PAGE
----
A recent study of patients reported that 1 in 3 patients with diabetes are on insulin treatment. This is an effective drug in the control of the disease and the reduction of complications. However, the majority of patients have mistaken beliefs and barriers in the correct use of insulin.
In this regard, experts indicate that this would correspond to a lack of knowledge, fear, and myths regarding the use of this medicine, as well as inertia in the health sector, often attributed to the patient’s resistance to including it in their treatment scheme.
In this sense, Dr. Frank Espinoza exposes six more common myths regarding the use of insulin.
MYTH. “Using insulin injectables means I’m very serious, or my diabetes has gotten worse.” False. The use of insulin can be used from the diagnosis of the disease, since, since there is no previous control of the condition, what this hormone does is stabilize glucose levels in the blood. On the contrary, its early use avoids long-term complications such as blindness, kidney damage, neuropathy, amputations, as well as the progression of cardiovascular and cerebrovascular diseases.
MYTH. “Using it means I failed my treatment.” False. Most patients with diabetes sooner or later in the course of their disease, regardless of their state, may need to use insulin, as the body tends to produce less insulin over time or is more resistant to its effect. In that case, your doctor will recommend including it in your treatment scheme accompanied by physical activity, healthy eating, among others.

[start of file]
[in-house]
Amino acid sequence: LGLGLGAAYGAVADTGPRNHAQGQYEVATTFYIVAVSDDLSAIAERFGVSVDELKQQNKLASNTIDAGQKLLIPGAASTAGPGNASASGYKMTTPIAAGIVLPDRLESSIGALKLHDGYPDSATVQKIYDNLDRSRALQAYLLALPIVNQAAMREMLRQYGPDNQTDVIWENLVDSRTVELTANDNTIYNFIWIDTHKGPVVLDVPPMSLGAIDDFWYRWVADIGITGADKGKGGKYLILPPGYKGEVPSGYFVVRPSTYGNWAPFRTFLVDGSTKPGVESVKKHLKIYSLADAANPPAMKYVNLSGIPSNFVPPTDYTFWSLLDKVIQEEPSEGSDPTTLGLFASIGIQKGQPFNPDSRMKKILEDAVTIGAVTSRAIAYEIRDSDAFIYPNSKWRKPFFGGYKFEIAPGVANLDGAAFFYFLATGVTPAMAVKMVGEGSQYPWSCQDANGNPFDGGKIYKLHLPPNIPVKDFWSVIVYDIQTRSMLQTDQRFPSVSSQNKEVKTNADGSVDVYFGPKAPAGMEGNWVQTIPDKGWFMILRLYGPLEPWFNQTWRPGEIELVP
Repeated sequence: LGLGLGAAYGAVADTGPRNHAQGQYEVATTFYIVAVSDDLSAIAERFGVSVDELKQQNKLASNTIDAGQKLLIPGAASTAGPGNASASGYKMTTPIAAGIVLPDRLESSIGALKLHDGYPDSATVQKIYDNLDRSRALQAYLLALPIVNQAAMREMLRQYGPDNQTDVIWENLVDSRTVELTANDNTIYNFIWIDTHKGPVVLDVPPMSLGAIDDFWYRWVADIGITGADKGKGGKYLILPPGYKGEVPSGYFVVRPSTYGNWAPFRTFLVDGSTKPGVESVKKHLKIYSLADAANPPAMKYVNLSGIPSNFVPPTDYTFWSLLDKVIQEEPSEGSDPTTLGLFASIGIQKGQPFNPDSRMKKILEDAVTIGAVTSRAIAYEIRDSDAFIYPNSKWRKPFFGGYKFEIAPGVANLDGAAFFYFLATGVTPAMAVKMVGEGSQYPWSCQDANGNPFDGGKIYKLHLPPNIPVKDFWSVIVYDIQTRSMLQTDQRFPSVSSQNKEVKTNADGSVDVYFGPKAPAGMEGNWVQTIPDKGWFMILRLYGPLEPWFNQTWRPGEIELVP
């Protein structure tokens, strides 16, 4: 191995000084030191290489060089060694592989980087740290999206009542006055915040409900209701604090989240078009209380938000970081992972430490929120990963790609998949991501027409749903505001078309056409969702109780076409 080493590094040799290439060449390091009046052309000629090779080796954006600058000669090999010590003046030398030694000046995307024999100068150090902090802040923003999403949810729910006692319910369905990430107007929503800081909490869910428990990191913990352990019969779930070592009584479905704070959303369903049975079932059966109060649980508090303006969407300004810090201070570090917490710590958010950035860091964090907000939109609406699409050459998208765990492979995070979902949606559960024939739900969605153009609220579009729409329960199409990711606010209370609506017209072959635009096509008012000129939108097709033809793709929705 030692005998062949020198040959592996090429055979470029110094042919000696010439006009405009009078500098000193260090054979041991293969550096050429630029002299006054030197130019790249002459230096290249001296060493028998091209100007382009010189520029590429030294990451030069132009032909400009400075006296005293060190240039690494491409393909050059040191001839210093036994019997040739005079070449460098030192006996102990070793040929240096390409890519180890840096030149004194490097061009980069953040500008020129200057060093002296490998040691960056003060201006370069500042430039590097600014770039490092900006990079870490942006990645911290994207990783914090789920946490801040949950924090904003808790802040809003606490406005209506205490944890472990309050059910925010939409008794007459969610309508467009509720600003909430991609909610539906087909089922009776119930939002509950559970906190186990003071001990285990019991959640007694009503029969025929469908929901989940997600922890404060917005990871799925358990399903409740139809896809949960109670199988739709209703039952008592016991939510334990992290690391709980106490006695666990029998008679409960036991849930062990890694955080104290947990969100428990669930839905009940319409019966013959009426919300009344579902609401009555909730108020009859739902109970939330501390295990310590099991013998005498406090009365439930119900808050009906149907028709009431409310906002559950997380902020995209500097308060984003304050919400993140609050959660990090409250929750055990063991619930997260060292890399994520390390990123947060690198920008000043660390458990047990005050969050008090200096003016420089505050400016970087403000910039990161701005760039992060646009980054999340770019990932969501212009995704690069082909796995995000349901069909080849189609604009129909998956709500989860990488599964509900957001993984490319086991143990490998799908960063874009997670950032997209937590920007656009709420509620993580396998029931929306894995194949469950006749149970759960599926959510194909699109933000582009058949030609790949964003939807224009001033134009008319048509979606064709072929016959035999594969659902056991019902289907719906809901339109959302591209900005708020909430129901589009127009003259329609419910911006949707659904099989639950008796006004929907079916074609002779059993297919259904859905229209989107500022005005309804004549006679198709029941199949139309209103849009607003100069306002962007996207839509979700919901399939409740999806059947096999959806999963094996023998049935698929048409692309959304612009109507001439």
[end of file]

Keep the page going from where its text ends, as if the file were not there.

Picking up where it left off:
MYTH. “Insulin will blind me.” False. Having high glucose for a long time causes cellular damage to the eyes, and over time loss of vision; conversely, insulin effectively lowers glucose and prevents damage to the eyes.
MYTH. “I will have a lot of episodes of hypoglycemia (low blood glucose).” False. Second-generation insulins significantly reduce hypoglycemic episodes, and according to the recent Bright 5 study, the use of second-generation insulins decreased hypoglycemic events in diabetic patients.
MYTH. “Once I take insulin, I can no longer give it up.” False. Second-generation insulins help to lower very high levels of glucose in the blood, and once the blood sugar is in its normal state, it is possible, on the recommendation of your treating doctor, to reduce or eliminate the use of you are in treatment.
MYTH. “Injecting insulin is very painful.” False. In this sense, the specialist points out that it is very important that patients with diabetes have medical advice that allows them to correctly administer insulin. “Currently, there are devices that have needles so thin that the patient hardly perceives the application. The technology has advanced enormously in this aspect with the aim of improving the quality of life of the patient”, concluded the expert.
Following a doctor’s treatment guidance is vital to achieving good health. Take your prescriptions precisely as prescribed by your doctor, including at the right times and for the full length of your prescribed treatment.
If you are a patient or have a family member with this disease, take this information into account.